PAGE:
Beware of these fake FCA-signed bitcoin promotion emails!

July 24, 2019, | AtoZ Markets - One of the non-governmental financial firms of independent financial advisors has alerted the UK financial watchdog about fake FCA-signed bitcoin promotion emails that scammer sends on behalf of the British authority to potential investors.

FCA impersonators use bitcoin promotion emails to lure new victims in their scheme

Dominic Thomas, the founder of the London-based independent financial advisory firm has alerted the British authority about fake FCA-signed bitcoin promotion emails via his Tweet.

In his message, Thomas stated that he has already received several bitcoin promotion emails in the span of a few days. The Tweet reads:

According to different media resources, these bitcoin promotion emails have been sent to thousands of potential market participants and appear to be from crypto hackers. The fake FCA-signed bitcoin promotion email reads: 

As per reports, the emails have the stamp of authenticity, including the Bank of England Prudential Regulation Authority logo. 

The British Financial Conduct Authority in its turn has alerted investors to other fake emails entitled as ‘FCA business update’, ‘Blacklisted FX firms’ and ‘Overdue balance’ which appeared to be sent from and

FCA’s bits of advice about emails from scummers 

The massive scam emails and legitimate organizations’ impersonators have been a thing for a long time. As per British authority, the criminals usually utilize special software to make their messages appear genuine.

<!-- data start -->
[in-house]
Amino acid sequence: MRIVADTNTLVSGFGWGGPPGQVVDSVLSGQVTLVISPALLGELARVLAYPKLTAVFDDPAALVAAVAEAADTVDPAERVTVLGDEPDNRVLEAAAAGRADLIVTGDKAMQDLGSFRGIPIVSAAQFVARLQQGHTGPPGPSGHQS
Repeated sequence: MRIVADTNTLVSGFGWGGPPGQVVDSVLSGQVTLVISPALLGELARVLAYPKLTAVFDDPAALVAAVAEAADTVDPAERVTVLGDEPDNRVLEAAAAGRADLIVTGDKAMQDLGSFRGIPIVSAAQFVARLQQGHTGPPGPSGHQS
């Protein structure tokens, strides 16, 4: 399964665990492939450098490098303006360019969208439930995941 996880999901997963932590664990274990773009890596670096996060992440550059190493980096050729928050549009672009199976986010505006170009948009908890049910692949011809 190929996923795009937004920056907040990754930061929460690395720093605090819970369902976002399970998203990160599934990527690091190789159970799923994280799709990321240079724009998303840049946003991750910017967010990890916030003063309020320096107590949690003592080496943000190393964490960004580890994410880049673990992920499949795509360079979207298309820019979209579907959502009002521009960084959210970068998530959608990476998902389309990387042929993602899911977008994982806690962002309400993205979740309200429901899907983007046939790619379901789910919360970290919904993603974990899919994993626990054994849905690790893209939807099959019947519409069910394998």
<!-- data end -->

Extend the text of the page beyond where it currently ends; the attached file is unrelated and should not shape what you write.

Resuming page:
Such emails usually contain the logo of FCA or any other national regulator, including images associated with the regulatory website or publications. It is worth paying attention to the grammar, which is usually bad. 

The recipients are often encouraged to click on a link that appears to take them to the authority's website. Instead, they are transferred to a false website that tries to steal sensitive information from those targeted, which can be used later without their knowledge to commit fraud. 

Although the FCA did not comment directly on the new email scam, it provided some general advice via its website.

The authority reminds, that fraudsters may contact their victims not only through email but through post letters and phone, as well. Such criminals usually start their talk by claiming to be from the Financial Conduct Authority (FCA). 

The fraudsters may even be using the name of FCA employees to make them seem genuine. The scammers usually ask recipients for their sensitive personal information, including bank account details or internet banking passwords, what the real authority would never do. 

The best advice in such case would be to delete the scam emails without opening them and not open any attachments in it. 

In its latest report, the UK FCA revealed a significant increase in the number of queries regarding cryptocurrencies, the majority of which relate to scams. 

The British authority has already proposed banning retail consumer crypto derivatives, including CFDs, futures, and options, as part of the UK authorities’ sweeping push to regulate the virtual asset class.

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